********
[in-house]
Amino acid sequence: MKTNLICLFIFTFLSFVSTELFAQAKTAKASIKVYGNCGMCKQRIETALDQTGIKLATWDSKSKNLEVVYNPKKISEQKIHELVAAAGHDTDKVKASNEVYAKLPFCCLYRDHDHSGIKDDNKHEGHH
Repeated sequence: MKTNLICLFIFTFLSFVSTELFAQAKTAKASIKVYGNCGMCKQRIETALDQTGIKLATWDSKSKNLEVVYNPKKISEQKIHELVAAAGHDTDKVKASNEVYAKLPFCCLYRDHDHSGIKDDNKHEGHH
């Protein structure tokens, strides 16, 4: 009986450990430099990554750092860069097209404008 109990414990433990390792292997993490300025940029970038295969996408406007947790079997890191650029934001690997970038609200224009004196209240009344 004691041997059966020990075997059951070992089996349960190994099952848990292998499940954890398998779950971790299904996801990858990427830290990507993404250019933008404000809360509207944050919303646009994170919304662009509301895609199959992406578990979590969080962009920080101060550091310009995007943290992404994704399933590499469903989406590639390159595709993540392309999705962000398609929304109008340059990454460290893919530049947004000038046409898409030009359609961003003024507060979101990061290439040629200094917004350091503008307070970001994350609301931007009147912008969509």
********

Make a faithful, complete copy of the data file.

[in-house]
Amino acid sequence: MKTNLICLFIFTFLSFVSTELFAQAKTAKASIKVYGNCGMCKQRIETALDQTGIKLATWDSKSKNLEVVYNPKKISEQKIHELVAAAGHDTDKVKASNEVYAKLPFCCLYRDHDHSGIKDDNKHEGHH
Repeated sequence: MKTNLICLFIFTFLSFVSTELFAQAKTAKASIKVYGNCGMCKQRIETALDQTGIKLATWDSKSKNLEVVYNPKKISEQKIHELVAAAGHDTDKVKASNEVYAKLPFCCLYRDHDHSGIKDDNKHEGHH
């Protein structure tokens, strides 16, 4: 009986450990430099990554750092860069097209404008 109990414990433990390792292997993490300025940029970038295969996408406007947790079997890191650029934001690997970038609200224009004196209240009344 004691041997059966020990075997059951070992089996349960190994099952848990292998499940954890398998779950971790299904996801990858990427830290990507993404250019933008404000809360509207944050919303646009994170919304662009509301895609199959992406578990979590969080962009920080101060550091310009995007943290992404994704399933590499469903989406590639390159595709993540392309999705962000398609929304109008340059990454460290893919530049947004000038046409898409030009359609961003003024507060979101990061290439040629200094917004350091503008307070970001994350609301931007009147912008969509």